(Anglais) Wranglin’ bureaucracy in Cotonou.


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Christoph’s blog

Negotiating a corrupt system

So, we’ve been in Cotonou for three weeks, waiting, planning, waiting, bribing, and waiting.

Frankly, it’s sad to see the dysfunctional reality of Beninese bureaucracy. I knew it wouldn’t be easy. This is West Africa, after all. But I didn’t expect it to be this bad.

We’ve been waiting on a document that everyone calls the BE. I believe it stands for “Banderole d’Envoie” but basically it’s a paper from the customs office informing the transportation authority that the motorcycles were indeed imported legally. We need that before we can even apply for license plates. According to the “law”, the BE should have been processed automatically after we registered the motorcycles in December.

In reality, we had to ride all the way back to the Togolese border to get things moving. There they told us that we had to go to another office in another city called Comé, where they keep the documents. In Comé we bribed the secretary 10,000 CFA (~$20) to handle our paperwork and she assured as a quick turnaround. Mind you, this process should have been started automatically, without any requests or bribes. After all, documenting imports/exports is the job of the customs office. We called back 3 days later. No luck. One week later. Two weeks later. Three weeks later…. nothing.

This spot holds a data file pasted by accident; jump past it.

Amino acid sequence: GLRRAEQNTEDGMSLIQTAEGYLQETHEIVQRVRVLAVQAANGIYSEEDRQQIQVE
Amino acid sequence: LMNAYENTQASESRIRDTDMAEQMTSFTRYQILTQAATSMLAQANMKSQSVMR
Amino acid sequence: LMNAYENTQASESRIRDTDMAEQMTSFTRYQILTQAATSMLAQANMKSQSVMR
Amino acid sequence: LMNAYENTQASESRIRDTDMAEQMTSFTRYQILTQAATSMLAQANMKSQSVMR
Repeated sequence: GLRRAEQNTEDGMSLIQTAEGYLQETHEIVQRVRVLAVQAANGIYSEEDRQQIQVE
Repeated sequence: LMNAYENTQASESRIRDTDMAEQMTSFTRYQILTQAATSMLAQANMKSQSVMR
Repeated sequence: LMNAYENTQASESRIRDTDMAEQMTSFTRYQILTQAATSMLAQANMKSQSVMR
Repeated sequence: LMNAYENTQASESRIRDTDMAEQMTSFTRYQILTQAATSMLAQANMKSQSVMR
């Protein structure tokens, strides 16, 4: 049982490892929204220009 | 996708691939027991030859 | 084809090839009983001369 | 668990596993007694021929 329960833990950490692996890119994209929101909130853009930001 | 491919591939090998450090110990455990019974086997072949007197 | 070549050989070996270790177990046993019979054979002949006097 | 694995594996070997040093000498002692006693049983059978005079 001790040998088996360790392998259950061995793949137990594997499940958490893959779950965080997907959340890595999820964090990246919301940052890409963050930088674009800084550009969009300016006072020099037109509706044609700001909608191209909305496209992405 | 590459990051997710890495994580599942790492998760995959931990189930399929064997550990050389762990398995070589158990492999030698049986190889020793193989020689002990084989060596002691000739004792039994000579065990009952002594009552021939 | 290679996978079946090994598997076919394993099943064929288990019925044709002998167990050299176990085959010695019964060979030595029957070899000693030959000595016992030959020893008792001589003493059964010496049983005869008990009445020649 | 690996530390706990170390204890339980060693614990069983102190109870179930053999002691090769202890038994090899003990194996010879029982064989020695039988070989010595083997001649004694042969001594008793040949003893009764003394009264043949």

Getting desperate, I called on my friends at the cycling federation. The treasurer of the cycling federation is a military colonel, and he was disgusted to hear that his American friend and been given the runaround. He called the Comé office to “unblock” the situation. As it turns out, the boss hadn’t set foot in the office in three weeks, because he’s been out campaigning for political office. With elections scheduled for the end of February, it seems to be a political free-for-all. Anything goes. Politicians regularly hand out cash at their rallies, effectively buying the votes of mostly-illiterate rural populations.

A couple days went by, and I called the office again. When the secretary heard my voice, she hung up immediately. When I called back, the message informed me that my number had been blocked. Time for another motorcycle ride: 80 kilometers to Comé. At the office, the secretary tells me she’s never been treated so badly – she can’t believe we had a military colonel “threaten” her. I was sitting next to the colonel when he called her. He did no such thing – he’d simply inquired about the whereabouts of the boss. In any case, I explained that we hadn’t meant to offend her, but I made it clear this entire project was blocked by one signature.